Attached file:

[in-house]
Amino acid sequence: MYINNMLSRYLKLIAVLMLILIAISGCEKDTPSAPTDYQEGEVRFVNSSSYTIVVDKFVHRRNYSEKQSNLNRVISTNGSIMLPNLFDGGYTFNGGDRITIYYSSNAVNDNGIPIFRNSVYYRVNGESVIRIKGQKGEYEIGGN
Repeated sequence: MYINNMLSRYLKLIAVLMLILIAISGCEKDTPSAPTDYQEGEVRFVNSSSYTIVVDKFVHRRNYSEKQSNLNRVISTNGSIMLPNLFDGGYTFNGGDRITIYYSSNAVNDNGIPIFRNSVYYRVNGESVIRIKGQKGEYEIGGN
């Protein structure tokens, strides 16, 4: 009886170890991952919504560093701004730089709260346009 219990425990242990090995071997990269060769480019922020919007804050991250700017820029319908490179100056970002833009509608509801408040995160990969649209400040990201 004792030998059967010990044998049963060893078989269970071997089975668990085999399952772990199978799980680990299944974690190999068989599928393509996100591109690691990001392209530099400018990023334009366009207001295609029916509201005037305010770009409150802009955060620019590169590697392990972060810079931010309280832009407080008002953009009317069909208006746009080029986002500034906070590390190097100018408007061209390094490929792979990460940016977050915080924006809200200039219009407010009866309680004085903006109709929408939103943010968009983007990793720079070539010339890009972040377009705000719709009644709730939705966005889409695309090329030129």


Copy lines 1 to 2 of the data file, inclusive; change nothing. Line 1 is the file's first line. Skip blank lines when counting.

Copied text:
[in-house]
Amino acid sequence: MYINNMLSRYLKLIAVLMLILIAISGCEKDTPSAPTDYQEGEVRFVNSSSYTIVVDKFVHRRNYSEKQSNLNRVISTNGSIMLPNLFDGGYTFNGGDRITIYYSSNAVNDNGIPIFRNSVYYRVNGESVIRIKGQKGEYEIGGN